First of all, when a phone is being held up to my kid’s face for maximum photo and video coverage, my kids aren’t seeing their friend or relative – they’re seeing the back of a smartphone. And, when large amounts of time are spent uploading that, it implicitly tells my kids that the guest is more interested in their phone than the kids.

I also see the comments after the upload – usually saying that the kids are sweet and that the uploader is a really great and fun person. This tells me that the visitor is in it for the ‘likes’, and not the actual relationship with the child.

Even if I explicitly (yet kindly) explain that I don’t want photos or videos of my kids uploaded to social media, there are still some people who are sneaky about it. I’ve seen photos of my kids’ backs, or the videos of their hands and voices. Sure, no-one can see my kids’ faces, but part of them and their personality is still being put out there. And it makes me feel disrespected.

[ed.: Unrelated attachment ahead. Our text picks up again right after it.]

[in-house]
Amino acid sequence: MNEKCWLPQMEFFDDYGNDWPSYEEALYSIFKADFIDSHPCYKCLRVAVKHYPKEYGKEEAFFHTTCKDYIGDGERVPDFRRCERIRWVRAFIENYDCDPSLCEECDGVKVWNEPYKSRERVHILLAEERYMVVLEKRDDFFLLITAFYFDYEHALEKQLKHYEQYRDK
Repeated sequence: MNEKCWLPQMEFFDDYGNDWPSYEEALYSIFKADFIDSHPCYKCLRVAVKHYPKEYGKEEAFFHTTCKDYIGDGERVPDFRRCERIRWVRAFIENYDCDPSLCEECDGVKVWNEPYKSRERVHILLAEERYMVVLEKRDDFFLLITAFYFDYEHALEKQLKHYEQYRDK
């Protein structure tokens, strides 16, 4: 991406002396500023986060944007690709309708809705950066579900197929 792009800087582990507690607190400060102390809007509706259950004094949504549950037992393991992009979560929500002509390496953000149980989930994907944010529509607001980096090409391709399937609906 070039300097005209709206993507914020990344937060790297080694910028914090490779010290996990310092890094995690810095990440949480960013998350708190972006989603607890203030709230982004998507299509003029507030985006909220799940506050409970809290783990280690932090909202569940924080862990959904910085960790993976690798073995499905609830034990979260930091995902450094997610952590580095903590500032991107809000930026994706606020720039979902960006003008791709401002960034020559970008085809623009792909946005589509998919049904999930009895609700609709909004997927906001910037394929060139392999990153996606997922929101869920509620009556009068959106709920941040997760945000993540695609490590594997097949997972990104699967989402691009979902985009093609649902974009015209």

I feel even worse when I find out that my kids and their day have been published on social media, and yet there’s no photo, selfie or tag of me. I’m the person who tidied the house so that the guests didn’t trip over the millions of toys and break their leg, I baked or bought food, I got the kids clean and ready. If I’m the reason why there’s a relationship with the kids in the first place, I’d at least like to be asked for permission to publish images of my kids – and a photo, caption or tag to show that I exist would be nice. Yes, me – the woman who birthed these munchkins and got her vagina AND stomach smashed in the process (RIP). It’s gotten to the point where I wonder if maybe I don’t look pretty enough to be in my guests’ digital photo albums, that maybe I’m not ‘on-brand’ enough for them. I’ve even thought that perhaps I’m too boring for them to immortalise in their grid.